In this work, the rate of curcumin degradation in the presence of various surfactants (anionic, cationic, and nonionic) and salts (i.e., NaCl, NaHCO3, Na2CO3, and NaOH) was investigated by photodiode-array UV–vis spectroscopy. The curcumin degradation at neutral pH or in the presence of NaCl during the first 16 h of the study was negligible (i.e., zero rate constant). Depending on the type and concentration of added alkaline salt, the color of the curcumin surfactant solution changed from yellow (λmax. = 420−430 nm) to orange (λmax. = 450−500 nm). The degradation rate constants and the final degradation percentage were obtained and reported for various conditions. The maximum curcumin degradation for the investigated surfactants was observed in the presence of 28.5 mM Na2CO3 at pH ∼10.8. The curcumin degradation rate was much lower in the presence of cationic surfactants (monomeric and gemini type). The gemini cationic surfactant (12-4-12) was even more efficient than the single chain cationic surfactant (DTAB) to suppress the curcumin degradation indicating the importance of cationic charge density of the surfactant head group on the electrostatic interaction with curcumin. Curcumin is deprotonated in alkaline conditions and carries negative charges; therefore, cationic surfactants can accommodate and protect it much better than anionic or nonionic surfactants against further degradation.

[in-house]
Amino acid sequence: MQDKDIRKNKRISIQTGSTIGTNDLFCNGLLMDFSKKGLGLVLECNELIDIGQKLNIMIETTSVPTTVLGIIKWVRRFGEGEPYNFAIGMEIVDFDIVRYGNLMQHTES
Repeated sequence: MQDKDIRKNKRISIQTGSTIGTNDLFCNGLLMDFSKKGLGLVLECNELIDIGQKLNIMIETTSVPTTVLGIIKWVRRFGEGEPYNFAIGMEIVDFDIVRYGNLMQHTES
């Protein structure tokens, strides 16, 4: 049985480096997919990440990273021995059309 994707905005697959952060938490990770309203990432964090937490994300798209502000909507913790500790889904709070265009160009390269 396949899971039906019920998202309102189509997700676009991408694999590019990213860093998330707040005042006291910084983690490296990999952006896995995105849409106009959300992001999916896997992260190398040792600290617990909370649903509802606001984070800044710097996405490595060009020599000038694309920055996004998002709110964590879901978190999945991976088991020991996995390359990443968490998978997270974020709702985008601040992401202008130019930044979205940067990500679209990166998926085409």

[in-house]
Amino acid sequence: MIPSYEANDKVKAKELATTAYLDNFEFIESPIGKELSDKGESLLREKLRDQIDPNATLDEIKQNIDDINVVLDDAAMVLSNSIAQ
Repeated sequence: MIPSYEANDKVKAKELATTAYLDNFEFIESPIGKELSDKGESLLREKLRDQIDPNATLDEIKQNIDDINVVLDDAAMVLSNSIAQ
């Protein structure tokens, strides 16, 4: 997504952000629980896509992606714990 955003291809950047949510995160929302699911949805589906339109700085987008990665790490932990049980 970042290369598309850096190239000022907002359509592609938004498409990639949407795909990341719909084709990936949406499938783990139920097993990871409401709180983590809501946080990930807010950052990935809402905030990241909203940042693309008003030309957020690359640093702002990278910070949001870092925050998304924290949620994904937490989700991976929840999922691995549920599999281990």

|Journal||Colloids and Surfaces A: Physicochemical and Engineering Aspects|
|Publication status||Published - 5 May 2020|
|MoE publication type||A1 Journal article-refereed|
- Alkaline degradation
- Gemini surfactants